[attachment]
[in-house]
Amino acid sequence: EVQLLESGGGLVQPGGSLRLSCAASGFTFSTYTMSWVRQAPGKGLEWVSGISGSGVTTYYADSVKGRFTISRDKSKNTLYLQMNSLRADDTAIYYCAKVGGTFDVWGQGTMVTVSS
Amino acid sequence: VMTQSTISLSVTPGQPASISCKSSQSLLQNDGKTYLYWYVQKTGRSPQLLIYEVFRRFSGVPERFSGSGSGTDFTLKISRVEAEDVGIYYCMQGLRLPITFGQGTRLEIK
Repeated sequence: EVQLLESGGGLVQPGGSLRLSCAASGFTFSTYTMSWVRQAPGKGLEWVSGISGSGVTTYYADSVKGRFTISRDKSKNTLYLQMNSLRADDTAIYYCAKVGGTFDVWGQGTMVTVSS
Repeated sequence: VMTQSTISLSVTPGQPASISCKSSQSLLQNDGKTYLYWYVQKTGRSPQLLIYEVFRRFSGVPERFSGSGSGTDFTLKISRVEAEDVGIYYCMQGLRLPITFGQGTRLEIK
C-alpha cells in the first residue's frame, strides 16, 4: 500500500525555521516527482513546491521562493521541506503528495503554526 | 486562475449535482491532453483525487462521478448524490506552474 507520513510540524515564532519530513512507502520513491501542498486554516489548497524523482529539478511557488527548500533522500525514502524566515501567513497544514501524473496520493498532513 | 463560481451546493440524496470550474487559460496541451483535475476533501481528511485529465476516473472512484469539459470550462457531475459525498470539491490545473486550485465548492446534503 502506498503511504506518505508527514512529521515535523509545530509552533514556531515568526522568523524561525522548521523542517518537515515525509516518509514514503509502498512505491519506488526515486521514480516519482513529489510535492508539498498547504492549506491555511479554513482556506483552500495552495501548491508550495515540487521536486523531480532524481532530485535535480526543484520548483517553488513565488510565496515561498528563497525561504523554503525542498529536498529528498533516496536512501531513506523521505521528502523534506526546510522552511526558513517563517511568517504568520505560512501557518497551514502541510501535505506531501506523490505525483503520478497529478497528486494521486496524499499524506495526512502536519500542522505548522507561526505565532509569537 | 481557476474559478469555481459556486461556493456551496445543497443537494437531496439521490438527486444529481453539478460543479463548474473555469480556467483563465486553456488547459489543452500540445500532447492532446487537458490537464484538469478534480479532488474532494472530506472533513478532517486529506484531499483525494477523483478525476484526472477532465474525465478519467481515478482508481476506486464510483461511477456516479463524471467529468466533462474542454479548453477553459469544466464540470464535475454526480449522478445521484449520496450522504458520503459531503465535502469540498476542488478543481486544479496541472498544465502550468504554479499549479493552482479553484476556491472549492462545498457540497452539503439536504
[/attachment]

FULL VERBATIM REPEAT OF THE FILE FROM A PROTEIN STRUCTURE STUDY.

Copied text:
[in-house]
Amino acid sequence: EVQLLESGGGLVQPGGSLRLSCAASGFTFSTYTMSWVRQAPGKGLEWVSGISGSGVTTYYADSVKGRFTISRDKSKNTLYLQMNSLRADDTAIYYCAKVGGTFDVWGQGTMVTVSS
Amino acid sequence: VMTQSTISLSVTPGQPASISCKSSQSLLQNDGKTYLYWYVQKTGRSPQLLIYEVFRRFSGVPERFSGSGSGTDFTLKISRVEAEDVGIYYCMQGLRLPITFGQGTRLEIK
Repeated sequence: EVQLLESGGGLVQPGGSLRLSCAASGFTFSTYTMSWVRQAPGKGLEWVSGISGSGVTTYYADSVKGRFTISRDKSKNTLYLQMNSLRADDTAIYYCAKVGGTFDVWGQGTMVTVSS
Repeated sequence: VMTQSTISLSVTPGQPASISCKSSQSLLQNDGKTYLYWYVQKTGRSPQLLIYEVFRRFSGVPERFSGSGSGTDFTLKISRVEAEDVGIYYCMQGLRLPITFGQGTRLEIK
C-alpha cells in the first residue's frame, strides 16, 4: 500500500525555521516527482513546491521562493521541506503528495503554526 | 486562475449535482491532453483525487462521478448524490506552474 507520513510540524515564532519530513512507502520513491501542498486554516489548497524523482529539478511557488527548500533522500525514502524566515501567513497544514501524473496520493498532513 | 463560481451546493440524496470550474487559460496541451483535475476533501481528511485529465476516473472512484469539459470550462457531475459525498470539491490545473486550485465548492446534503 502506498503511504506518505508527514512529521515535523509545530509552533514556531515568526522568523524561525522548521523542517518537515515525509516518509514514503509502498512505491519506488526515486521514480516519482513529489510535492508539498498547504492549506491555511479554513482556506483552500495552495501548491508550495515540487521536486523531480532524481532530485535535480526543484520548483517553488513565488510565496515561498528563497525561504523554503525542498529536498529528498533516496536512501531513506523521505521528502523534506526546510522552511526558513517563517511568517504568520505560512501557518497551514502541510501535505506531501506523490505525483503520478497529478497528486494521486496524499499524506495526512502536519500542522505548522507561526505565532509569537 | 481557476474559478469555481459556486461556493456551496445543497443537494437531496439521490438527486444529481453539478460543479463548474473555469480556467483563465486553456488547459489543452500540445500532447492532446487537458490537464484538469478534480479532488474532494472530506472533513478532517486529506484531499483525494477523483478525476484526472477532465474525465478519467481515478482508481476506486464510483461511477456516479463524471467529468466533462474542454479548453477553459469544466464540470464535475454526480449522478445521484449520496450522504458520503459531503465535502469540498476542488478543481486544479496541472498544465502550468504554479499549479493552482479553484476556491472549492462545498457540497452539503439536504